Sweet tax deals, a business-friendly climate and an English-speaking population. The Netherlands is going all out to attract companies leaving Britain post-Brexit in search of a new EU-based home. With less than a year before Britain formally leaves the European Union at midnight on March 29, 2019, the Dutch government has deployed a small army of lobbyists hoping to persuade companies to pick Rotterdam or Amsterdam over Paris or Frankfurt for their new base. Via the Netherlands Foreign Investment Agency (NIFA), an official arm of the economic affairs ministry, the Dutch government is currently "in touch with more than 200 companies," spokesman Michiel Bakhuizen told Agence France-Press (AFP).
"These are companies wishing to leave Britain or international businesses who are looking to set up in an EU country, and from now on, have to avoid London."
So far things have been going well, from a Dutch perspective. Last month the Anglo-Dutch consumer products giant Unilever decided to end its dual-headed legal structure, severing its London base and regrouping around its headquarters in Rotterdam. The company denied the decision had anything to do with Brexit, but that didn't lessen the blow to the British. And Amsterdam is now preparing for the arrival of the European Medicines Agency, after winning a hard-fought battle against Milan to be the new home of the EMA and its 900 staff when it leaves London next year. Dutch officials say they have a good case. The Netherlands has a modern infrastructure, good digital and communications providers, and 90 percent of the population speaks English.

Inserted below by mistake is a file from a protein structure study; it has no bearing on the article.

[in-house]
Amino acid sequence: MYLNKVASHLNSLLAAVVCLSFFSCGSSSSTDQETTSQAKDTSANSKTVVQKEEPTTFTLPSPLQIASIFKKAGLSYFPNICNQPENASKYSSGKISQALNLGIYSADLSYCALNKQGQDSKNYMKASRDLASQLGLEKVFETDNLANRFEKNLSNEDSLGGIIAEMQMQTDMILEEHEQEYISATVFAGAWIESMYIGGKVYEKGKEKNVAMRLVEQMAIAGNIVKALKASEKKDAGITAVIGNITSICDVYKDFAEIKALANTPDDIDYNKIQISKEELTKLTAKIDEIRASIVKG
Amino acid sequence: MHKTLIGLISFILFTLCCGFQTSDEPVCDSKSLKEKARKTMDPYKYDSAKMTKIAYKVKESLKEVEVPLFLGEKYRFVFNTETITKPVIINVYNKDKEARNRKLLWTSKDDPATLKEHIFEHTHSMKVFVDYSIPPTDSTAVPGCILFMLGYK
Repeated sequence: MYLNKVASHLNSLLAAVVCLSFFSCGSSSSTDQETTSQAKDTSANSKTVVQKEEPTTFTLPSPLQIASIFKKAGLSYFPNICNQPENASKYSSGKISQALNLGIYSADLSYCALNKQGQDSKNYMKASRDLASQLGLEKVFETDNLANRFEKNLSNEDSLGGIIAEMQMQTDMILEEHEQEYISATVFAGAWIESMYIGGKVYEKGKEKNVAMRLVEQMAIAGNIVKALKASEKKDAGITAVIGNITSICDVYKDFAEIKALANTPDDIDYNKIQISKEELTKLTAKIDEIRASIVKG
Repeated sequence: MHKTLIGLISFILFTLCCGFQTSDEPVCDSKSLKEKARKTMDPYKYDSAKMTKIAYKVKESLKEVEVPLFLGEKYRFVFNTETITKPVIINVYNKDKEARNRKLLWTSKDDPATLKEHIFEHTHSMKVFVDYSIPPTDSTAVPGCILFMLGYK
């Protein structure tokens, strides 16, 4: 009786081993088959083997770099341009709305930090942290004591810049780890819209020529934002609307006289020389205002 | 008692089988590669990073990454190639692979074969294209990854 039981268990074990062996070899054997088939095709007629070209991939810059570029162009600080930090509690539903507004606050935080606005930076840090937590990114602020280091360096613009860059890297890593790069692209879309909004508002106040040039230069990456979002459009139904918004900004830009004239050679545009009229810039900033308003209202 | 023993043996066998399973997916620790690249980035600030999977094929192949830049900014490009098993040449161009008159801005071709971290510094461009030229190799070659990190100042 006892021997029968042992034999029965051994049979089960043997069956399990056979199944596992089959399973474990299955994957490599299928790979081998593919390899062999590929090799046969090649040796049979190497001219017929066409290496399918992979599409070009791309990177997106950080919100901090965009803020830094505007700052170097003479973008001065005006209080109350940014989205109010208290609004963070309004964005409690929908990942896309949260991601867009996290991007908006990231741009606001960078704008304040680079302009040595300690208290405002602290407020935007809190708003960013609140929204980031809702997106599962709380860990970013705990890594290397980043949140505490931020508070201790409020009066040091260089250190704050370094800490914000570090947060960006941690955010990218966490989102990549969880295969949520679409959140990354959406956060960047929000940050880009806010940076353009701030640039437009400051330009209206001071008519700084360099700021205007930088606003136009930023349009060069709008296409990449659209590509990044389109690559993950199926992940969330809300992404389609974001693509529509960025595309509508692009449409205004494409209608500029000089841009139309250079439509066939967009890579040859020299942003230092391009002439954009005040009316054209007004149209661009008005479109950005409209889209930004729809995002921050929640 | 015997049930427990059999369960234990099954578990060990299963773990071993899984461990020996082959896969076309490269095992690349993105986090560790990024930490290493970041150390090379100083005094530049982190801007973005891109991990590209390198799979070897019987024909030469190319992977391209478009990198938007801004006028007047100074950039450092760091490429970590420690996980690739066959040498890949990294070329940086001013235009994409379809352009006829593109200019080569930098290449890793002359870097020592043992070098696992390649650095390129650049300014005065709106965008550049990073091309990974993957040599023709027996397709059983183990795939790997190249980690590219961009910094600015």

"We're no island," the NIFA says somewhat snidely on it website. "We're on the continent, close to Europe's 500 million consumers, not to mention your business customers."
"Business taxes and the 30 percent tax reduction rule for qualified expats are advantageous," said Bakhuizen, Brexit spokesman at the ministry for economic affairs.
To those still hesitating, the NIFA promises "we roll out the orange carpet," vowing it is a "one-stop-shop" with "tailor-made" guidance for companies wanting to establish or expand in Europe. In 2017, 18 companies chose the Netherlands "for reasons linked to Brexit," said Bakhuizen.